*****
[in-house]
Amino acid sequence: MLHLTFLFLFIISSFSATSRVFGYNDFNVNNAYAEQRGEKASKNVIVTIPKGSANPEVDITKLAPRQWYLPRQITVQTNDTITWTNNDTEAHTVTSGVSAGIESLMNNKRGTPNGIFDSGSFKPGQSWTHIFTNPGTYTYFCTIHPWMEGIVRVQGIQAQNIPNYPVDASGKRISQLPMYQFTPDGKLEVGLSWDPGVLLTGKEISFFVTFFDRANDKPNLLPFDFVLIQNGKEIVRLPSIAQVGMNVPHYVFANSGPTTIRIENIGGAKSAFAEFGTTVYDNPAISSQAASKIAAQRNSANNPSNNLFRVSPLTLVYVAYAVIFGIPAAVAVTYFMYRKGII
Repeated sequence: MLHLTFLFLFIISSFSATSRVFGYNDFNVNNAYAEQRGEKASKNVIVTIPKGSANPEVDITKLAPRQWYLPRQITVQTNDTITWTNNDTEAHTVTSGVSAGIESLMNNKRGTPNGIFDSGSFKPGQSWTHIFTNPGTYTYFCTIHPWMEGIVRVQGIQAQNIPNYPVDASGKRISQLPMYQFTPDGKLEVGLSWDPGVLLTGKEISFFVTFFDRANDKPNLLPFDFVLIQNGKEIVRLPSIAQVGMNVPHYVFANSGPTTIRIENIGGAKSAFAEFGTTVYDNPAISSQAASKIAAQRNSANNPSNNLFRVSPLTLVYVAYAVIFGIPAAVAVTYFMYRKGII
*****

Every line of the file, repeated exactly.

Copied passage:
[in-house]
Amino acid sequence: MLHLTFLFLFIISSFSATSRVFGYNDFNVNNAYAEQRGEKASKNVIVTIPKGSANPEVDITKLAPRQWYLPRQITVQTNDTITWTNNDTEAHTVTSGVSAGIESLMNNKRGTPNGIFDSGSFKPGQSWTHIFTNPGTYTYFCTIHPWMEGIVRVQGIQAQNIPNYPVDASGKRISQLPMYQFTPDGKLEVGLSWDPGVLLTGKEISFFVTFFDRANDKPNLLPFDFVLIQNGKEIVRLPSIAQVGMNVPHYVFANSGPTTIRIENIGGAKSAFAEFGTTVYDNPAISSQAASKIAAQRNSANNPSNNLFRVSPLTLVYVAYAVIFGIPAAVAVTYFMYRKGII
Repeated sequence: MLHLTFLFLFIISSFSATSRVFGYNDFNVNNAYAEQRGEKASKNVIVTIPKGSANPEVDITKLAPRQWYLPRQITVQTNDTITWTNNDTEAHTVTSGVSAGIESLMNNKRGTPNGIFDSGSFKPGQSWTHIFTNPGTYTYFCTIHPWMEGIVRVQGIQAQNIPNYPVDASGKRISQLPMYQFTPDGKLEVGLSWDPGVLLTGKEISFFVTFFDRANDKPNLLPFDFVLIQNGKEIVRLPSIAQVGMNVPHYVFANSGPTTIRIENIGGAKSAFAEFGTTVYDNPAISSQAASKIAAQRNSANNPSNNLFRVSPLTLVYVAYAVIFGIPAAVAVTYFMYRKGII